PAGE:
One of the upsides of this lockdown is that it has presented us with the gift of time. Why not give microgreens a chance and harvest within 10 days?
Research shows that microgreens contain nutrients like Vitamin C, Vitamin K, and antioxidants. What’s best is that they can be quickly grown on your windowsill with what is available in your kitchen. One harvests these leafy greens after the germination of the cotyledon leaves, i.e., the first one or two leaves.
The Better India (TBI) spoke to Manikandan Pattabiraman, Bengaluru-based gardening expert famously known as ‘Geek Gardener’ and the founder of Garden Guru and Hyderfarms.
Let him take you through the process.
Step 1: Select your Seeds
Forage through your spice cabinet for mustard, fenugreek, coriander, fennel, and basil seeds as these can be easily sown to grow microgreens. You can also use dried peas, mung beans, and sunflower seeds for the same purpose. It would be great if you have access to seeds of broccoli, radish, spinach, beetroot, and kale.
Step 2: Picking the Container
Ideally, microgreens are grown in flat trays that can hold up to two inches of soil. But, if you don’t have a tray like this, you can easily recycle what would have otherwise been trash.
Use shoe boxes or punnets of the previous purchases. Else, you can also use tetra pak cartons by cutting off one of the sides. One thing to keep in mind is that it is necessary to have some drainage holes in the container so that extra water can drain out, ensuring no instance of rotting.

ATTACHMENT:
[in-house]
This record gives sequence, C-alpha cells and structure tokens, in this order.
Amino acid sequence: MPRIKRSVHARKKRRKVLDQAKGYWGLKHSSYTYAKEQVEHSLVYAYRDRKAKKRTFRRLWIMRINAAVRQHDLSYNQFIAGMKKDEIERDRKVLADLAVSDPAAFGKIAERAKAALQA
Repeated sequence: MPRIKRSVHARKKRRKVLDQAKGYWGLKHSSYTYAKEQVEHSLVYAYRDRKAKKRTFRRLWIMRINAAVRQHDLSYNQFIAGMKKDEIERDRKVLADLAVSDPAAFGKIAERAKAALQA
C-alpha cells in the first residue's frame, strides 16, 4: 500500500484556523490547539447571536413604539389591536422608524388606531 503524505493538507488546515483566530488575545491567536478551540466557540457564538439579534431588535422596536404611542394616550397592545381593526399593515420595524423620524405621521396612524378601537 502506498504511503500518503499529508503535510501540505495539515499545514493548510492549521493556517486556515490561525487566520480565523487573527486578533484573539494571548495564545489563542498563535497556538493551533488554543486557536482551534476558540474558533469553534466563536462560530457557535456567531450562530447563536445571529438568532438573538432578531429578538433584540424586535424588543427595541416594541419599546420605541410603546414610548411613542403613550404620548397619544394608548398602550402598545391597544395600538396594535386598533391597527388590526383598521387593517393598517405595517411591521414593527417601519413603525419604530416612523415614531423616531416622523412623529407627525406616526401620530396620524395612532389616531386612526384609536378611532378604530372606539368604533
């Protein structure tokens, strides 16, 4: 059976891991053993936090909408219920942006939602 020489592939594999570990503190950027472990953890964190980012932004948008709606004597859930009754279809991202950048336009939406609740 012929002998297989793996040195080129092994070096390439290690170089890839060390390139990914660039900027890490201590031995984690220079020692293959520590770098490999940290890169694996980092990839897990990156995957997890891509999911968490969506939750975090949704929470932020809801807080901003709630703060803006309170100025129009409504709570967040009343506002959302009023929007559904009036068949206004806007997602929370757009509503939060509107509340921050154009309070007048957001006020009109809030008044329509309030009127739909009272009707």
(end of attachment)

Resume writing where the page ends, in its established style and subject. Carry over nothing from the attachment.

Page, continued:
Step 3: The Growing Medium
The best medium for growing microgreens is the right mix of coco peat and fertile topsoil available within your housing compound. If you don’t have access to soil, you can take some tissue papers, stack them together and ensure that they are moist enough for the seeds to germinate.
Step 4: Arrange Everything
Spread the soil in the container about one and a half to two inches thick. Spread the seeds densely on the soil or the moist tissue paper. Cover the tray or container with newspaper (or in case of punnets, just close the lid) and keep it in a place where there isn’t direct sunlight. This is done so that the seeds germinate and do not lose moisture. Spray the container with water twice a day.
Step 5: Here Comes the Sun!
On the third or fourth day, once the leaves start to appear, you expose them to sunlight. But, this has to be indirect sunlight so that the tiny leaves don’t burn or dry up. A kitchen window sill is an ideal place where you can keep these and continue spraying the microgreens with water.
On the ninth or the tenth day, you can harvest the microgreens. Don’t wait too long to harvest the microgreens as delaying it can change their taste and make them bitter.
Things to keep in mind:
- Ensure to use seeds untreated with any chemical.
- Use good quality soil, free from chemicals, to ensure that the microgreens grow well.
- Don’t overwater your microgreens and ensure that there are drainage holes in your container.
“Microgreens contain nutrients that are available in a compact form. Anyone can grow microgreens at home with items easily available in your kitchen shelves. The best part is that you see the results in front of your eyes so quickly. If one is willing to pursue this commercially as a business, I would say it is a very good idea,”
So, now that you have an idea about how to grow microgreens, get started!
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